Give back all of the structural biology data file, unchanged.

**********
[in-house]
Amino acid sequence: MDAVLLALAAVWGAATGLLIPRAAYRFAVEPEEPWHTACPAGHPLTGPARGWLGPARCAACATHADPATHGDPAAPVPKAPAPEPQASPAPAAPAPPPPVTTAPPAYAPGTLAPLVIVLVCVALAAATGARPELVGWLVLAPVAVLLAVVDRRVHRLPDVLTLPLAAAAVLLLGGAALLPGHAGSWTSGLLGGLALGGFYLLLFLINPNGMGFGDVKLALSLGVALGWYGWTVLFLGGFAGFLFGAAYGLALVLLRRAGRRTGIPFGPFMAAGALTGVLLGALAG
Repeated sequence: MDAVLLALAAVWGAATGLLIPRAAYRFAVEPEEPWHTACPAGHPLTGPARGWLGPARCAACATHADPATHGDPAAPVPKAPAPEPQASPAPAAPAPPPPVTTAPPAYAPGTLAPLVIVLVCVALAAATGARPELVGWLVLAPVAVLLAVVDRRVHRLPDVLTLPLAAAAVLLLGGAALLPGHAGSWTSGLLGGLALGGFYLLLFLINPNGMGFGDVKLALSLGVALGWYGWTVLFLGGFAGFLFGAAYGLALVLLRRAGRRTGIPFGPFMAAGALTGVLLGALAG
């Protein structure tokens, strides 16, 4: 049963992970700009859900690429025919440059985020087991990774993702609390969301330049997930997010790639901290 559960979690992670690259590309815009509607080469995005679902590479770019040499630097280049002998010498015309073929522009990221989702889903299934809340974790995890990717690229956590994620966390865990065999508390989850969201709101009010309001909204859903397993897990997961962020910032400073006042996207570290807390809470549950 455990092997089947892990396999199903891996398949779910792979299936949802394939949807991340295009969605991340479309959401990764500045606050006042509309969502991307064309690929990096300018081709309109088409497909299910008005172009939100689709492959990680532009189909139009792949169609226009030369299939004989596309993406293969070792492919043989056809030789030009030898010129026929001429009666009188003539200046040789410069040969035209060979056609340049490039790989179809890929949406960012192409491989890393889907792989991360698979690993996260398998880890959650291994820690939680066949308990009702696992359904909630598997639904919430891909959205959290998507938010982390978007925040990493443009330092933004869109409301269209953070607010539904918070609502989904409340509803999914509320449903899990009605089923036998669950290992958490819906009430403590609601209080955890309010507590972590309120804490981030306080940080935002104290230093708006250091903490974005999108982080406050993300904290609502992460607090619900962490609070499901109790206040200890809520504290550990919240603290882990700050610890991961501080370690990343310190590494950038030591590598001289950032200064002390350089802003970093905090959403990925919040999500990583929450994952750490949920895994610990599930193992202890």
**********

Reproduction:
[in-house]
Amino acid sequence: MDAVLLALAAVWGAATGLLIPRAAYRFAVEPEEPWHTACPAGHPLTGPARGWLGPARCAACATHADPATHGDPAAPVPKAPAPEPQASPAPAAPAPPPPVTTAPPAYAPGTLAPLVIVLVCVALAAATGARPELVGWLVLAPVAVLLAVVDRRVHRLPDVLTLPLAAAAVLLLGGAALLPGHAGSWTSGLLGGLALGGFYLLLFLINPNGMGFGDVKLALSLGVALGWYGWTVLFLGGFAGFLFGAAYGLALVLLRRAGRRTGIPFGPFMAAGALTGVLLGALAG
Repeated sequence: MDAVLLALAAVWGAATGLLIPRAAYRFAVEPEEPWHTACPAGHPLTGPARGWLGPARCAACATHADPATHGDPAAPVPKAPAPEPQASPAPAAPAPPPPVTTAPPAYAPGTLAPLVIVLVCVALAAATGARPELVGWLVLAPVAVLLAVVDRRVHRLPDVLTLPLAAAAVLLLGGAALLPGHAGSWTSGLLGGLALGGFYLLLFLINPNGMGFGDVKLALSLGVALGWYGWTVLFLGGFAGFLFGAAYGLALVLLRRAGRRTGIPFGPFMAAGALTGVLLGALAG
């Protein structure tokens, strides 16, 4: 049963992970700009859900690429025919440059985020087991990774993702609390969301330049997930997010790639901290 559960979690992670690259590309815009509607080469995005679902590479770019040499630097280049002998010498015309073929522009990221989702889903299934809340974790995890990717690229956590994620966390865990065999508390989850969201709101009010309001909204859903397993897990997961962020910032400073006042996207570290807390809470549950 455990092997089947892990396999199903891996398949779910792979299936949802394939949807991340295009969605991340479309959401990764500045606050006042509309969502991307064309690929990096300018081709309109088409497909299910008005172009939100689709492959990680532009189909139009792949169609226009030369299939004989596309993406293969070792492919043989056809030789030009030898010129026929001429009666009188003539200046040789410069040969035209060979056609340049490039790989179809890929949406960012192409491989890393889907792989991360698979690993996260398998880890959650291994820690939680066949308990009702696992359904909630598997639904919430891909959205959290998507938010982390978007925040990493443009330092933004869109409301269209953070607010539904918070609502989904409340509803999914509320449903899990009605089923036998669950290992958490819906009430403590609601209080955890309010507590972590309120804490981030306080940080935002104290230093708006250091903490974005999108982080406050993300904290609502992460607090619900962490609070499901109790206040200890809520504290550990919240603290882990700050610890991961501080370690990343310190590494950038030591590598001289950032200064002390350089802003970093905090959403990925919040999500990583929450994952750490949920895994610990599930193992202890």